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The best Jewish tennis player in the world can handle antisemitism — just don’t


Tennis has a few improbable stories — like Richard Williams teaching his daughters Serena and Venus to play on public courts in Compton, California. Or Novak Djokovic dodging bomb-cratered blocks in Belgrade, Serbia in order to get to his practices during the NATO assault on his country in the late 1990s.

Or, consider the saga of the Argentinian player Diego Schwartzman, currently the ninth ranked men’s tennis player in the world, and now playing in the ATP finals in Paris. He’s the great-grandson of a Polish Jew who had been crammed with others into a cattle car en route to a concentration camp during the Second World War. (Luckily, the coupling broke apart, leaving his car behind at a station as the rest of the train rumbled onto to its final destination; he jumped off the train and fled, eventually finding the money to book passage on a ship bound for Argentina with his family.)

Great grandpa – Diego doesn’t know his name, nor any Yiddish, which was his ancestor’s only language when he arrived in Buenos Aires – was part of a wave of European Jews and fleeing Germans who arrived in Latin America between 1933 and 1945. The United States Holocaust Memorial Museum estimates that approximately 84,000 documented European refugees arrived in Mexico and parts south during those years.

“We know that many more Jewish refugees arrived illegally,” said Adriana M. Brodsky, a history professor at St. Mary’s College of Maryland. The immigration policies of most Latin American countries, and ofArgentina in particular, were more generous in the years before and during the Second World War than those of Canada, England and the United States, which had adopted severe restrictions on immigration in the 1920s, according to Raanan Rein, professor of Latin American and Spanish History at Tel Aviv University. He added that it also was easier to cross Argentina’s borders illegally than those of the Anglo-Saxon countries. Bribes and forged documents were more readily accepted.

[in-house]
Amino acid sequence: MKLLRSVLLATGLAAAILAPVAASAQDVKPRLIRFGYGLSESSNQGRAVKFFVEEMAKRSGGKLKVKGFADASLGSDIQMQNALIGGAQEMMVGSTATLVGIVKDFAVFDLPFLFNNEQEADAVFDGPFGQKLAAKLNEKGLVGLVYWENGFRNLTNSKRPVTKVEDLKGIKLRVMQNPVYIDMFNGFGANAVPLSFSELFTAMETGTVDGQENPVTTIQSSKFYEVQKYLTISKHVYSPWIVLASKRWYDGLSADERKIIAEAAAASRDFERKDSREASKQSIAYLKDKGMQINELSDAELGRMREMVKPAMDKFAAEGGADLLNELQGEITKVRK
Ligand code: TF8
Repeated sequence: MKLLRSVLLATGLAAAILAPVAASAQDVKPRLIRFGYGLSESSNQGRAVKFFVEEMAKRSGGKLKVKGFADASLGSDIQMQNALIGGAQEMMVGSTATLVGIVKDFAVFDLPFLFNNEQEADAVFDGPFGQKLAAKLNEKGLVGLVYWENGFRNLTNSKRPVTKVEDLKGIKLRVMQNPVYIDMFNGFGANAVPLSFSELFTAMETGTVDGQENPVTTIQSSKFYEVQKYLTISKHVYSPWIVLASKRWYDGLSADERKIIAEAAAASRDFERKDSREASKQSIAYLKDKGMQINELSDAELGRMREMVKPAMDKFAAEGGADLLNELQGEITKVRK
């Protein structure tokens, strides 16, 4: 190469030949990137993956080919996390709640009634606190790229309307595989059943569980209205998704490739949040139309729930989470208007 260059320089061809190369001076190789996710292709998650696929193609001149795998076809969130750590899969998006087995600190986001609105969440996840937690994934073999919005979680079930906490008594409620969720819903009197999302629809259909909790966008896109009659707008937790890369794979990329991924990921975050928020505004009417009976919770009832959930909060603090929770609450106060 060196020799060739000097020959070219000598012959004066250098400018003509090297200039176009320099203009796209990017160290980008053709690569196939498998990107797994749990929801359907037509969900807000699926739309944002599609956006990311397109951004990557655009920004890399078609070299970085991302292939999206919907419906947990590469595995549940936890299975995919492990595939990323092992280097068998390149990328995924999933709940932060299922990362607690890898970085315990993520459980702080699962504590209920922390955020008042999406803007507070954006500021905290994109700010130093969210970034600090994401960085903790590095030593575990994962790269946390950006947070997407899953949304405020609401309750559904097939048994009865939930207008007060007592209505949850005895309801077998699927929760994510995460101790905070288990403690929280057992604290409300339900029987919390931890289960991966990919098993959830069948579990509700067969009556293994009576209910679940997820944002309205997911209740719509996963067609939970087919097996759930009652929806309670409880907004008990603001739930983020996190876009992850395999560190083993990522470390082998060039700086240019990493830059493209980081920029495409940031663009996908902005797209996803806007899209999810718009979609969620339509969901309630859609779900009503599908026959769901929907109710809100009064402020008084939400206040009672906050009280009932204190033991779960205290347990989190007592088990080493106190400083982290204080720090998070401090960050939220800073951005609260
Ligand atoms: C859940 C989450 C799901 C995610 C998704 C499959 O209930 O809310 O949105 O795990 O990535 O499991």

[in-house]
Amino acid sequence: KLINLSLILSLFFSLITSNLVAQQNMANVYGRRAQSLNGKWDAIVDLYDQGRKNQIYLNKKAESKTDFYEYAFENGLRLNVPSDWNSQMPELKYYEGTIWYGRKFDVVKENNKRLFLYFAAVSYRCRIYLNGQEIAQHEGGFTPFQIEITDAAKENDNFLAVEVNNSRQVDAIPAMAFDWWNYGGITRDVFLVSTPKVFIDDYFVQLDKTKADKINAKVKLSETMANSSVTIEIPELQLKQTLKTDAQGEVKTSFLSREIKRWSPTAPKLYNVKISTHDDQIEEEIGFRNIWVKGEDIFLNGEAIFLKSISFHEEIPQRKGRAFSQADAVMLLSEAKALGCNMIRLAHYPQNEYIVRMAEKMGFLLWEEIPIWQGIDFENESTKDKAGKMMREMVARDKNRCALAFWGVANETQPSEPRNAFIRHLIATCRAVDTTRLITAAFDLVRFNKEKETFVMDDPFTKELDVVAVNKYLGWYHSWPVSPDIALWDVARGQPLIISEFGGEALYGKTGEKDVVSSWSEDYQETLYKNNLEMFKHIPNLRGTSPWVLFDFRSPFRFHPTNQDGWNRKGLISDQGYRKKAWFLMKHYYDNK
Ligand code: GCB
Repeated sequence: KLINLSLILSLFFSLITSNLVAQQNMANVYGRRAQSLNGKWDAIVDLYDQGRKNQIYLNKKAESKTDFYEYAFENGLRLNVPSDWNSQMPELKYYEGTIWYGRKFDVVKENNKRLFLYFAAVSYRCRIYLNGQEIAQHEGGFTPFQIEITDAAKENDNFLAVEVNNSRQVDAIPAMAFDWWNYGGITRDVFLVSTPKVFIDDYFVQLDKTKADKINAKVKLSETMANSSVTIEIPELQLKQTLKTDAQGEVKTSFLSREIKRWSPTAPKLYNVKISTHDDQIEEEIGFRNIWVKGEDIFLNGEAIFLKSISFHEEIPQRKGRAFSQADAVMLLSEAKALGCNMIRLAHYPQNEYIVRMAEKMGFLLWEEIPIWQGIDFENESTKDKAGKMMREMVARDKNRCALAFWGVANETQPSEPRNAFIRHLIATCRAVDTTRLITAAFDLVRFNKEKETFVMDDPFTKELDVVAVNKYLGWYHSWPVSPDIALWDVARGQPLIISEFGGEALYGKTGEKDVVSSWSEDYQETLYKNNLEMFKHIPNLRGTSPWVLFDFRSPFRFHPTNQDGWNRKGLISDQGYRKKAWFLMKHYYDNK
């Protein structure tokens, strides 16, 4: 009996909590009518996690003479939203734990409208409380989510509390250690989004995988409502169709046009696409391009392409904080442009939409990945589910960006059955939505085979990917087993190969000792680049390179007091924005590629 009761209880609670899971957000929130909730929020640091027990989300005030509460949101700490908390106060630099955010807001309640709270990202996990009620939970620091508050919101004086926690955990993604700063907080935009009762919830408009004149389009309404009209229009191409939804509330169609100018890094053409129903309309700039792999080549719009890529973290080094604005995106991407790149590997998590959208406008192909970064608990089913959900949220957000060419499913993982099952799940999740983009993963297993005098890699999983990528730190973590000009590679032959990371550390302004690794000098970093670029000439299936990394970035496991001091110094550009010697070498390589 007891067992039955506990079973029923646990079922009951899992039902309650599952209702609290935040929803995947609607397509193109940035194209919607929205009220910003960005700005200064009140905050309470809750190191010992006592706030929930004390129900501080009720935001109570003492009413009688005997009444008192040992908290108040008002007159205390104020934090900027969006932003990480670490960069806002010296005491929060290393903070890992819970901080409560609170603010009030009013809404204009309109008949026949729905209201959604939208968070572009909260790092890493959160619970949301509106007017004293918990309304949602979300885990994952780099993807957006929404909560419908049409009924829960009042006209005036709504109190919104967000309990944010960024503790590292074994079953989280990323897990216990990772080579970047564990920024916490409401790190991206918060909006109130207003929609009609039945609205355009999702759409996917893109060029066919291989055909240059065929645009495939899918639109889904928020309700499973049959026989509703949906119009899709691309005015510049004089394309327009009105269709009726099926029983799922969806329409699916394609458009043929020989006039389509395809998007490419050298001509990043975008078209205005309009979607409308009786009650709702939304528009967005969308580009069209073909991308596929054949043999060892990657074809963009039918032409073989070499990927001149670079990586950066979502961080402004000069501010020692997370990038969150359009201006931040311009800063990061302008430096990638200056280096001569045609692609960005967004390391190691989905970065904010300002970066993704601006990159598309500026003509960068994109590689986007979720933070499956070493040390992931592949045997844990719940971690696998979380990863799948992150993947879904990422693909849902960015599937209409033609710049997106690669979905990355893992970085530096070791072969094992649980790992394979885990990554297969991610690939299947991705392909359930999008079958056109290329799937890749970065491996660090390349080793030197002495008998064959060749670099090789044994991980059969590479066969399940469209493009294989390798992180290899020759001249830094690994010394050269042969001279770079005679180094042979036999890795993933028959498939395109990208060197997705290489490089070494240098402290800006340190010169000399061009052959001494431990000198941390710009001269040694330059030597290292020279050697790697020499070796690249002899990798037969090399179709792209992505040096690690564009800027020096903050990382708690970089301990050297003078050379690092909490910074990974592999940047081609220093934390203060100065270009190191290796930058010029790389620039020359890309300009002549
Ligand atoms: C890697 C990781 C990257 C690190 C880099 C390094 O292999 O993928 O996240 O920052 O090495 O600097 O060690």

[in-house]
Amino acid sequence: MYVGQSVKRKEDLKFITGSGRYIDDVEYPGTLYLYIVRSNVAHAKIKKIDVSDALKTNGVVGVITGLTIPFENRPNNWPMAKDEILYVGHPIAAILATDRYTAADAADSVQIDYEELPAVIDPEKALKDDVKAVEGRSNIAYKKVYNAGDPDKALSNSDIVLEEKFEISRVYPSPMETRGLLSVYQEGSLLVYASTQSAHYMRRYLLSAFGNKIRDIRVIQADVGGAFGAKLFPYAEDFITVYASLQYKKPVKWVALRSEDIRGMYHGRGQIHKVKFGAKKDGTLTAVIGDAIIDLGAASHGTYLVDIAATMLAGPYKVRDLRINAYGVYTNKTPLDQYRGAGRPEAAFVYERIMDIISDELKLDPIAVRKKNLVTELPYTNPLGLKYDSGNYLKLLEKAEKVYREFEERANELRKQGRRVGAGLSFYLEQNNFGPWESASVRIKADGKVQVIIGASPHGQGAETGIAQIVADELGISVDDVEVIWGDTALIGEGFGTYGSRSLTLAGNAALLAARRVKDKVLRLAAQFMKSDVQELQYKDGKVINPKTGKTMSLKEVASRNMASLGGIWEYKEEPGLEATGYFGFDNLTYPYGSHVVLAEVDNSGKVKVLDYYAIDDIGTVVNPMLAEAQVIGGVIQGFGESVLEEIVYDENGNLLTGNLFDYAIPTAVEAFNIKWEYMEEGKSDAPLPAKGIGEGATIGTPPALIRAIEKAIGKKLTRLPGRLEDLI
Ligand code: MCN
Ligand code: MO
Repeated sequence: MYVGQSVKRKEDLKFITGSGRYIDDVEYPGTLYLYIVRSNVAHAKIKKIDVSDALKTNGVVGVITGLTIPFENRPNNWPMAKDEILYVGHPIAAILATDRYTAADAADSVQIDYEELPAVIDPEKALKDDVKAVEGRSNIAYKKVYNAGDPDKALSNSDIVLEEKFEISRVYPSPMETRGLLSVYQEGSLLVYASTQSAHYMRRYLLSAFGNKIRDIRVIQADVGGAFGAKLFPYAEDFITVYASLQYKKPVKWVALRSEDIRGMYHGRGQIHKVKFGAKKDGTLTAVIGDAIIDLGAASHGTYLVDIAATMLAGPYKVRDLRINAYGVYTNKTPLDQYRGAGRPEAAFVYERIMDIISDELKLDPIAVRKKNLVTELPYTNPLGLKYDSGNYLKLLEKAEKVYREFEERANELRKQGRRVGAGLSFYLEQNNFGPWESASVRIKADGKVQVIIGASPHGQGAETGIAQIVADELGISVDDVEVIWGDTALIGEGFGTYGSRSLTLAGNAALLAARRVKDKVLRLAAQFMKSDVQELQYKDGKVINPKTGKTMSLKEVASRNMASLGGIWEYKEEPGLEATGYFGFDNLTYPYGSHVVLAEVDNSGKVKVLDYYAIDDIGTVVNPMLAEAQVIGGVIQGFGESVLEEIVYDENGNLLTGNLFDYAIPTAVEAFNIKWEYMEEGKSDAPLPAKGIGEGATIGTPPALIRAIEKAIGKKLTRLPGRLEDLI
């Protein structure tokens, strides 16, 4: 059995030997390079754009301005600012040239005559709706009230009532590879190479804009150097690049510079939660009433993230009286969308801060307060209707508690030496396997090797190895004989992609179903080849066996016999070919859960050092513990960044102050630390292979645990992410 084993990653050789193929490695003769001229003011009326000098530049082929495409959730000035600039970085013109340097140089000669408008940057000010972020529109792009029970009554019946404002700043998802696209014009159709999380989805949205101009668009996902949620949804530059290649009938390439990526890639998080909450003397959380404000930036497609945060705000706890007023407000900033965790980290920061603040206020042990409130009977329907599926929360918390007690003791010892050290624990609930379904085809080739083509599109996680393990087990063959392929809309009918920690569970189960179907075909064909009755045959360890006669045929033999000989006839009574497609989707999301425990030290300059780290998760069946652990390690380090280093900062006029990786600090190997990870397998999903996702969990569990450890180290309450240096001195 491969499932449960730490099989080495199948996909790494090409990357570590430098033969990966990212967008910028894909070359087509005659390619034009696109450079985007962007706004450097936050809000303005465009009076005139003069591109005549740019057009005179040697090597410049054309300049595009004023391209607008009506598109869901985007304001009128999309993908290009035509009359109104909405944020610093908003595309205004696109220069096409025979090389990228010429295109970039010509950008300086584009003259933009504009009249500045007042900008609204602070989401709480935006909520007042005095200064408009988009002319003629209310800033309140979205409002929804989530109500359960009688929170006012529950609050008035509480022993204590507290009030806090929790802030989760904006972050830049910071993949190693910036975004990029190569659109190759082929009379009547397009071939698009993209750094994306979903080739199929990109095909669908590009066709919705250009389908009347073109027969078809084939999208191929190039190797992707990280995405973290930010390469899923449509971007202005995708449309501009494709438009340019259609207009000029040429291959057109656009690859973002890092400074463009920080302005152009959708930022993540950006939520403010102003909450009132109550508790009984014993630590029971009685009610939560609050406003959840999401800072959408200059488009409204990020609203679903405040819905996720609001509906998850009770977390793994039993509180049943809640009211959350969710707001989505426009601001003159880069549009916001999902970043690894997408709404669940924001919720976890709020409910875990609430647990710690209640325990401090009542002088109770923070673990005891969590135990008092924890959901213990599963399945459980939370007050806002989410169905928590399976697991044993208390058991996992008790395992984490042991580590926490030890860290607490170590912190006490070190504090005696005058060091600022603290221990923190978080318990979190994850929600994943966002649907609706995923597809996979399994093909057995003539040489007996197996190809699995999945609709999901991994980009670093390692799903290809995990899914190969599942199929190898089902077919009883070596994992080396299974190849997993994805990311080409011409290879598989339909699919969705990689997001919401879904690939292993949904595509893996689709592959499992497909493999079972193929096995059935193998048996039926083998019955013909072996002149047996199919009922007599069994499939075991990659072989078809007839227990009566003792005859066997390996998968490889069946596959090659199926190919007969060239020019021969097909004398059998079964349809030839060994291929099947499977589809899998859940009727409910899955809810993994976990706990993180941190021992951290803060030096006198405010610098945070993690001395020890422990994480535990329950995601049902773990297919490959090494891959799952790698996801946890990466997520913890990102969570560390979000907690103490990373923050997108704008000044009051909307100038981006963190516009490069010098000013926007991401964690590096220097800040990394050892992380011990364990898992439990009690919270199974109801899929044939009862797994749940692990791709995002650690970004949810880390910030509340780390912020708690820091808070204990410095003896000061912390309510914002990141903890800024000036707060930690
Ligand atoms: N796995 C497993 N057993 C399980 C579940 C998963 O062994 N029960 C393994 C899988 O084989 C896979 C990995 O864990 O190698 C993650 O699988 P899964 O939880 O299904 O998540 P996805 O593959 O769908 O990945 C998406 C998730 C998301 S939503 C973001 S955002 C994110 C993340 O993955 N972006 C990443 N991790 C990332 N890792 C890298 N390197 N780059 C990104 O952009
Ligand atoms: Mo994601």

The Jews of Argentina formed a reasonably tight community. The Jewish population in Buenos Aires is the largest in all of Latin America, the third largest in the Americas, and the world’s seventh largest outside Israel. Three generations later, Diego Schwartzman, who was born in 1992, almost 50 years after his great-grandfather’s escape from the Nazis, grew up in what he calls a “big Jewish community in Argentina. My friends, everyone, is from the community of Jewish people. I mean, a lot of my friends and a lot of people that I know since I’m really young.”

In that community were many others whose families had escaped from Europe at the same time as his great-grandfather. “Everyone had a story,” Schwartzman said in a phone interview. “Yeah, many people as well and friends of my mom and my dad, the grandparents of them have a lot of histories.” Also in Buenos Aires and elsewhere in Argentina were the children and grandchildren of Nazi officials and sympathizers who had fled Germany for South America as the war was being lost, but Schwartzman didn’t run across them, or the subject of when and how they came to Argentina didn’t come up.

In time, the Schwartzmans acclimated to their new home. Yiddish disappeared, replaced by Spanish and a prayer or two in Hebrew that his mother and siblings still say on Jewish holidays, which the family continues to observe. Diego and his older siblings, two brothers and a sister, all attended Hebrew school and celebrated their bar and bat mitzvahs. His mother just “understands a few words in Hebrew, because of the traditions and everything, but not more than that,” Schwartzman said. “My brothers as well. They understand a little bit of Hebrew, but just a…



Read More:The best Jewish tennis player in the world can handle antisemitism — just don’t

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